Former Georgia gubernatorial candidate Stacey Abrams urged Black churchgoers in Virginia to turn out for former Gov. Terry McAuliffe (D) in his bid for a second term as chief of the Old Dominion during campaign stops on Sunday.
Abrams visited three Black churches in Norfolk, then joined McAuliffe for a rally outside an early voting station, where she urged Virginians to cast their ballots in a race that many experts are saying could serve as a preview of next year’s midterm elections.
“What you say in 2021 will show the world who we are in 2022 and 2024 and beyond,” Abrams said during one of the campaign stops, according to The Associated Press.
Abrams told an audience that when she first got involved in politics, she thought it was wrong to combine politics and church, according to the AP. Later, however, she said her parents told her that the two topics always cross paths.
“Politics is always in the church” Abrams said her mother would tell her. She also said her father would say the Bible is “one of the most intense political texts ever written.”
“I am the daughter of not one, but two pastors,” Abrams told attendees at the Second Calvary Baptist Church.
The pastor of that church, Geoffrey Guns, who was donning a black T-shirt that said “VOTE” on it, told his churchgoers “coming up is a very important election.”
He recited the phrase again, which elicited a loud applause from the audience, who yelled “Amen,” according to the AP.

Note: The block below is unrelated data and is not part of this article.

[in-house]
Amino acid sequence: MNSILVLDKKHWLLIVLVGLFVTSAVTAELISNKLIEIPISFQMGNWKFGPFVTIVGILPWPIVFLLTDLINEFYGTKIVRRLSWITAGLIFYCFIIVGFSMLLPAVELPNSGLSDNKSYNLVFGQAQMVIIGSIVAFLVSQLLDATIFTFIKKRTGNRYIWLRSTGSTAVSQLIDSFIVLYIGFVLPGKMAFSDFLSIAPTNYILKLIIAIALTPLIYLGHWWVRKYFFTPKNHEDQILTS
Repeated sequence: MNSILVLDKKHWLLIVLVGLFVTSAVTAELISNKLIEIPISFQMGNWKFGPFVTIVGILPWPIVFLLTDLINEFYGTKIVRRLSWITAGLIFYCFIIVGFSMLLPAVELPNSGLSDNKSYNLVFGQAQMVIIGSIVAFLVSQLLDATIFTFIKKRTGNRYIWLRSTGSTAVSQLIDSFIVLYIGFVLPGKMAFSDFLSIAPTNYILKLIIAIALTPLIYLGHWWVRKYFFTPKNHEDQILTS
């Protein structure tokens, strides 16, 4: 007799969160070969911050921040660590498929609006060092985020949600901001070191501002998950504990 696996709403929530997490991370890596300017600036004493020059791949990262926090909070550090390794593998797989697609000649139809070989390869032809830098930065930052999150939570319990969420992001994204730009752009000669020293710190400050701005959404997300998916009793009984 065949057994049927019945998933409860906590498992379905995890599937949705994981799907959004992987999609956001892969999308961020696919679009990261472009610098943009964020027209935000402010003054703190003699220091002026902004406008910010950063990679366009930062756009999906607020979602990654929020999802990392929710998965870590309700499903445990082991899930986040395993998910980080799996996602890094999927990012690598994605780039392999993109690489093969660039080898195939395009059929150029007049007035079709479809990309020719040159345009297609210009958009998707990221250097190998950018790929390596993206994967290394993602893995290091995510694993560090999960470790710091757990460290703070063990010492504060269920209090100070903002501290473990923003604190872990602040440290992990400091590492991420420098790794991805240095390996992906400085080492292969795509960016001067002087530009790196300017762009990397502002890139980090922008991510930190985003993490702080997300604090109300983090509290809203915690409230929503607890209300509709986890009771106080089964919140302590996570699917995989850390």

The race between McAuliffe and the Republican nominee, Glenn Youngkin, is coming down to the wire, with recent polls showing them neck and neck. Last month, the nonpartisan Cook Political Report switched the race from “lean Democratic” to “toss-up.”
Abrams catapulted to the national stage after losing Georgia’s 2018 gubernatorial race to Gov. Brian KempBrian KempThe Hill's Morning Report - Presented by Facebook - Biden talks up bright side beneath omicron's cloud Stacey Abrams launches campaign for Georgia governor Democrats anxious over Abrams silence on Georgia governor bid MORE (R). She has since emerged as a key figure in the Democratic Party, advocating for voting rights.
She was also largely credited with the pair of Democratic wins in Georgia’s Senate races in January, which flipped the delegation from red to blue and helped the party seize control of the upper chamber with Vice President Harris's tie-breaking vote.
A number of other Democratic bigwigs have made stops in Virginia to stump for McAuliffe, including first lady Jill BidenJill BidenThe Hill's Morning Report - Presented by Facebook - Biden talks up bright side beneath omicron's cloud Bidens to attend Kennedy Center Honors following Trumps' absence The Hill's 12:30 Report: Trump's pre-debate COVID-19 test sparks criticism MORE. Former President ObamaBarack Hussein ObamaPolitics must accept the reality of multiracial America and disavow racial backlash To empower parents, reinvent schools Senate race in Ohio poses crucial test for Democrats MORE is slated to make an appearance in the Old Dominion this week.
President BidenJoe BidenManchin to vote to nix Biden's vaccine mandate for larger businesses Congress averts shutdown after vaccine mandate fight Senate cuts deal to clear government funding bill MORE is planning a visit to Virginia, and Harris is featured in a video that will be shown at 300 churches throughout the state, saying McAuliffe is "the leader Virginia needs at this moment."
During one of her stops in the state on Sunday, Abrams pointed to McAuliffe’s accomplishments from his first term as governor, including boosting funding for education and ensuring that former felons and others who were nixed from voter rolls were given the right to vote again.
“I know you get tired of being called a bellwether state but I’m going to tell you — as someone from one of those newly purplish states — we’ve got to look to you for wisdom,” Abrams said, according to the AP.